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7 things 49ers must improve from divisional round to win NFC championship

The 49ers didn’t play their ‘A’ game in the divisional playoffs. They may not have even played their ‘B’ or ‘C’ game. It was a mostly rough outing that saw the more talented San Francisco team make a handful of plays that allowed them to pull out a win.

In the NFC championship game the talent gap will close when the Detroit Lions enter Levi’s Stadium. Another subpar performance won’t be overcome with a handful of plays in the closing minutes. If the 49ers want to ensure they don’t fall short in a third consecutive NFC championship, they’ll need to improve these seven things:

QB Brock Purdy

Kyle Terada-USA TODAY Sports
Kyle Terada-USA TODAY Sports

Purdy certainly wasn’t the worst version of himself against the Packers, but he was uncharacteristically inaccurate and appeared to have trouble settling into a rhythm during the game. Perhaps it was just the elements. At press time there’s no rain in the forecast for Sunday which bodes well for a bounce-back from the 49ers’ QB. San Francisco’s offense is talented enough that even an off night from Purdy is survivable, but the Lions are too good on both sides of the ball for Purdy to be as bad as he was against Green Bay. He’ll need to be more decisive, accurate and careful with the ball for the 49ers to get over the hump and win an NFC championship.

Pass rush

(Photo by Lachlan Cunningham/Getty Images)
(Photo by Lachlan Cunningham/Getty Images)

The 49ers’ pass rush didn’t record a sack against the Packers. In fact, they managed only six QB hits and Nick Bosa accounted for five of them. Overall they amassed 22 pressures, which is a fine number that may result in more sacks and hits against a less mobile QB like Lions signal caller Jared Goff. Detroit has a better offensive line than the Packers though, so it’ll require A-plus games from the stars on San Francisco’s uber-expensive defensive line. That’s the unit that drives this defense, and it needs to be significantly more effective against Detroit than it was in the divisional round.

Missed tackles

(Photo by Thearon W. Henderson/Getty Images)
(Photo by Thearon W. Henderson/Getty Images)

It’s hard to envision a 49ers win where Detroit gets its ground game going behind RBs David Montgomery and Jahmyr Gibbs. A key reason Packers RB Aaron Jones (and other RBs this season) found success against San Francisco is because of the 49ers’ penchant for missing tackles. They whiff far too often in the first and second levels which leads to short gains going for bigger plays that put teams ahead of the sticks. They missed nine tackles against the Packers – not their worst outing of the year – but the Lions are just too dynamic on the ground to make those kind of mistakes and expect to not pay for them. Not to mention the dynamic playmaking of WR Amon-Ra St. Brown and TE Sam LaPorta. They’re also capable of turning short throws into explosive plays. The 49ers have to be as sound as they’ve been all year when it comes to tackling or they’ll get shredded by a high-octane Lions offense.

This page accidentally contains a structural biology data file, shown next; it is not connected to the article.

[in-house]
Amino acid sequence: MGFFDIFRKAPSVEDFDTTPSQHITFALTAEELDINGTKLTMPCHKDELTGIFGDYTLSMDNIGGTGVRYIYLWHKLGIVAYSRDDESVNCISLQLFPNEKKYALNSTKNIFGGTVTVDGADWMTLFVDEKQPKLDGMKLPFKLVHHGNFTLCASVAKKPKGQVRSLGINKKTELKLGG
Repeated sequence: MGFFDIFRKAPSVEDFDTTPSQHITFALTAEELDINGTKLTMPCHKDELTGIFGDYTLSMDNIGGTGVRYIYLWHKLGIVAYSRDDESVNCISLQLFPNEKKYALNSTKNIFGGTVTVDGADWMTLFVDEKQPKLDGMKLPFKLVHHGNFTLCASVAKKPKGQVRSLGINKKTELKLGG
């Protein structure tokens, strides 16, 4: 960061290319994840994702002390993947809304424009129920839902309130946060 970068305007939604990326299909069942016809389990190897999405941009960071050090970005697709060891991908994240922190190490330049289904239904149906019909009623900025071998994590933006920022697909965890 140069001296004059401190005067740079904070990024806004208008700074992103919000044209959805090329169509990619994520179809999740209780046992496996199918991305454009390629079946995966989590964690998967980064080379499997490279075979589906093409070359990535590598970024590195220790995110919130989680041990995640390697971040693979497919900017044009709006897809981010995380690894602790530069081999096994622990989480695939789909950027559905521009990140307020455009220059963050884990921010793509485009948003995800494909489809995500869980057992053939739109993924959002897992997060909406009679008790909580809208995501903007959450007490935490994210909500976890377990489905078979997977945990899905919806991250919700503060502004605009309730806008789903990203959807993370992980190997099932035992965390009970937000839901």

CB Ambry Thomas

(Photo by Thearon W. Henderson/Getty Images)
(Photo by Thearon W. Henderson/Getty Images)

This is really about one play – a 41-yard pass interference penalty that allowed the Packers to convert a third-and-forever. Thomas had position on the play. He was with WR Bo Melton with his eyes turned back toward the football. Then he inexplicably appeared to panic, wrapped up the WR and drew the easiest pass interference flag an official will throw all postseason. Combine that with a missed tackle that allowed a big gain and it’s a recipe for disaster for Thomas, who also got flagged for holding early in the game. He’s undoubtedly going to get picked on by Detroit, and he has to respond better than he did in the divisional round.

Not falling down

Kyle Terada-USA TODAY Sports
Kyle Terada-USA TODAY Sports

This is sort of tongue-in-cheek, but also sort of serious. Several Packers big plays came because 49ers defenders fell down. A lack of precipitation should help this.

Helping RT Colton McKivitz

Dan Powers-USA TODAY Sports
Dan Powers-USA TODAY Sports

McKivitz and left guard Aaron Banks both allowed five pressures against the Packers. Detroit will enter Levi’s Stadium with one of the NFL’s best pass rushers, Aidan Hutchinson. He’ll get plenty of work against McKivitz and if the 49ers aren’t diligent about throwing help his way it could turn into the type of nightmare performance the starting RT had against TJ Watt in Week 1 where Watt posted three sacks and a forced fumble. Hutchinson can wreck the 49ers’ entire game plan if McKivitz plays like he did in the divisional round. Helping him out should be priority No. 1 for San Francisco’s offense.

Kickoffs

Darren Yamashita-USA TODAY Sports
Darren Yamashita-USA TODAY Sports

Honestly, the 49ers need to stop messing around with kickoffs. They should have kicker Jake Moody launch every kick out of the end zone. It’s pretty straightforward. They should avoid a big kickoff as much as humanly possible.

Story originally appeared on Niners Wire